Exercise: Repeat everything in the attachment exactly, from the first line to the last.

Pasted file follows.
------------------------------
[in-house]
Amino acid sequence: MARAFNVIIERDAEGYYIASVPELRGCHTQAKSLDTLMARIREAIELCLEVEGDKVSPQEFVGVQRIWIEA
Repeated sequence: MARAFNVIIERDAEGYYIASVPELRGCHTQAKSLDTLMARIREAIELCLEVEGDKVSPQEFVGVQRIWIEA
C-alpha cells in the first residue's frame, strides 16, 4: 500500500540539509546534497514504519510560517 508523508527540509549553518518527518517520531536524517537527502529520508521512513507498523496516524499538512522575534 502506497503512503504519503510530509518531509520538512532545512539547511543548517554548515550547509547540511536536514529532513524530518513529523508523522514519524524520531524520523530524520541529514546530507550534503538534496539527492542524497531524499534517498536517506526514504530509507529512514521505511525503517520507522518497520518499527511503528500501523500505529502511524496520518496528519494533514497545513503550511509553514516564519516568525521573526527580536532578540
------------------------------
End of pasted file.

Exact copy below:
[in-house]
Amino acid sequence: MARAFNVIIERDAEGYYIASVPELRGCHTQAKSLDTLMARIREAIELCLEVEGDKVSPQEFVGVQRIWIEA
Repeated sequence: MARAFNVIIERDAEGYYIASVPELRGCHTQAKSLDTLMARIREAIELCLEVEGDKVSPQEFVGVQRIWIEA
C-alpha cells in the first residue's frame, strides 16, 4: 500500500540539509546534497514504519510560517 508523508527540509549553518518527518517520531536524517537527502529520508521512513507498523496516524499538512522575534 502506497503512503504519503510530509518531509520538512532545512539547511543548517554548515550547509547540511536536514529532513524530518513529523508523522514519524524520531524520523530524520541529514546530507550534503538534496539527492542524497531524499534517498536517506526514504530509507529512514521505511525503517520507522518497520518499527511503528500501523500505529502511524496520518496528519494533514497545513503550511509553514516564519516568525521573526527580536532578540